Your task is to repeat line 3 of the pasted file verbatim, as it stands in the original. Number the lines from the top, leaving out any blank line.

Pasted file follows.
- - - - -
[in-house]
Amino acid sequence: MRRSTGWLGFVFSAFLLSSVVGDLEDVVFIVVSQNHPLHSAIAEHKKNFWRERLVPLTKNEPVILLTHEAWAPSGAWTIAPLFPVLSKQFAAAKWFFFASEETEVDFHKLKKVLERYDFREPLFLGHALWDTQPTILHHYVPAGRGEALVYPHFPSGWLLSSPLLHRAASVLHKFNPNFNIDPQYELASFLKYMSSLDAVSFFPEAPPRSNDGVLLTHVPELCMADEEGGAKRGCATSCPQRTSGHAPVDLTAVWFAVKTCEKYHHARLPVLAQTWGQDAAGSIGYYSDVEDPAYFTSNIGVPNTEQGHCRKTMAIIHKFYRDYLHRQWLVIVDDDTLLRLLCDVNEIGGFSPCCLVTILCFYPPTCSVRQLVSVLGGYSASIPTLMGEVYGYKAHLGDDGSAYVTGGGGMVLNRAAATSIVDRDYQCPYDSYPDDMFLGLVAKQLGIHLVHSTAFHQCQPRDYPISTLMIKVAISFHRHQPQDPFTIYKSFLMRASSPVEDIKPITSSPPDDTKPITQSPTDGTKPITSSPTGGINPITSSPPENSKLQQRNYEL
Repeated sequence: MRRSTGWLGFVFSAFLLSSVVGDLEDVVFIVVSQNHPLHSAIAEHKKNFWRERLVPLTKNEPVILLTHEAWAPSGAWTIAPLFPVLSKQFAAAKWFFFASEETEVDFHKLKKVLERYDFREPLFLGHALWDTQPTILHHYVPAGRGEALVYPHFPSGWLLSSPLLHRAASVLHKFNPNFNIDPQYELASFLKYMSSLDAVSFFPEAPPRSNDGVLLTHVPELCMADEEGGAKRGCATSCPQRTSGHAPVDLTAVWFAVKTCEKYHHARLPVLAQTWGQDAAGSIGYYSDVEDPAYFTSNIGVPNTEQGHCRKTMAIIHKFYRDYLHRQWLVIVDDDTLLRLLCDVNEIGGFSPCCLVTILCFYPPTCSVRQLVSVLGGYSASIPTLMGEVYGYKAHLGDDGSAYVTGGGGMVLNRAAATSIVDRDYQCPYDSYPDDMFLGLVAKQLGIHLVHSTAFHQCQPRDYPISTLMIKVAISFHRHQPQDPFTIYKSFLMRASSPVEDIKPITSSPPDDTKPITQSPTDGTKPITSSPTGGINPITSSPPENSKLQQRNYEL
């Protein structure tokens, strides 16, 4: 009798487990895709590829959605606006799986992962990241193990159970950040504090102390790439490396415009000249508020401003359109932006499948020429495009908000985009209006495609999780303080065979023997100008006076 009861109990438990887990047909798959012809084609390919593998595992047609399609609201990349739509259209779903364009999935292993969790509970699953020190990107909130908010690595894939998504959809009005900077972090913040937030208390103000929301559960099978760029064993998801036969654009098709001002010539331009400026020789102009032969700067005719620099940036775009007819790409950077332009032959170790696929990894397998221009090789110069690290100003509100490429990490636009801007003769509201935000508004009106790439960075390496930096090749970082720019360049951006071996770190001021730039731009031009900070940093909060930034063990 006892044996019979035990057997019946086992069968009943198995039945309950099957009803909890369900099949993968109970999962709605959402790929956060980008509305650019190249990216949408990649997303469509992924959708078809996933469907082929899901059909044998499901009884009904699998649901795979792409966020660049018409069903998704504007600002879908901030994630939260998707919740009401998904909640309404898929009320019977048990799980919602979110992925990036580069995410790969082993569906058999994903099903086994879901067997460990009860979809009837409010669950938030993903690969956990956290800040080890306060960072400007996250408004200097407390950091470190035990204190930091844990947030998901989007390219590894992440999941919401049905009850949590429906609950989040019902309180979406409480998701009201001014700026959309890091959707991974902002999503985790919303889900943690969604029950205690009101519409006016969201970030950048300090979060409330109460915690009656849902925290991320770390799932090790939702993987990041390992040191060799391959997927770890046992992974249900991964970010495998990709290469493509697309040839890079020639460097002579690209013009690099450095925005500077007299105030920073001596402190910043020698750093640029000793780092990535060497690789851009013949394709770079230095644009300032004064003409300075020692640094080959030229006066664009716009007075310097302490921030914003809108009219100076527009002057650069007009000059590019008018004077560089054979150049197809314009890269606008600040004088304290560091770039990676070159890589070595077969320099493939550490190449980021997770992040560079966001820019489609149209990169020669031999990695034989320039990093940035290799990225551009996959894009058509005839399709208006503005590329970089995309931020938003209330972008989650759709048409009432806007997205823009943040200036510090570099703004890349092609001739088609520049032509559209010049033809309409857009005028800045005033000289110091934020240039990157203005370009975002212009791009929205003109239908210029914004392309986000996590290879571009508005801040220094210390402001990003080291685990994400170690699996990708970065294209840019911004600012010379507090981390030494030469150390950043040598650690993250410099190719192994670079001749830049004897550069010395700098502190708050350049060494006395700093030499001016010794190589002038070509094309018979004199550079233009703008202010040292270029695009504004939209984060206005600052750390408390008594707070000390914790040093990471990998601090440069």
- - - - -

Repeated sequence: MRRSTGWLGFVFSAFLLSSVVGDLEDVVFIVVSQNHPLHSAIAEHKKNFWRERLVPLTKNEPVILLTHEAWAPSGAWTIAPLFPVLSKQFAAAKWFFFASEETEVDFHKLKKVLERYDFREPLFLGHALWDTQPTILHHYVPAGRGEALVYPHFPSGWLLSSPLLHRAASVLHKFNPNFNIDPQYELASFLKYMSSLDAVSFFPEAPPRSNDGVLLTHVPELCMADEEGGAKRGCATSCPQRTSGHAPVDLTAVWFAVKTCEKYHHARLPVLAQTWGQDAAGSIGYYSDVEDPAYFTSNIGVPNTEQGHCRKTMAIIHKFYRDYLHRQWLVIVDDDTLLRLLCDVNEIGGFSPCCLVTILCFYPPTCSVRQLVSVLGGYSASIPTLMGEVYGYKAHLGDDGSAYVTGGGGMVLNRAAATSIVDRDYQCPYDSYPDDMFLGLVAKQLGIHLVHSTAFHQCQPRDYPISTLMIKVAISFHRHQPQDPFTIYKSFLMRASSPVEDIKPITSSPPDDTKPITQSPTDGTKPITSSPTGGINPITSSPPENSKLQQRNYEL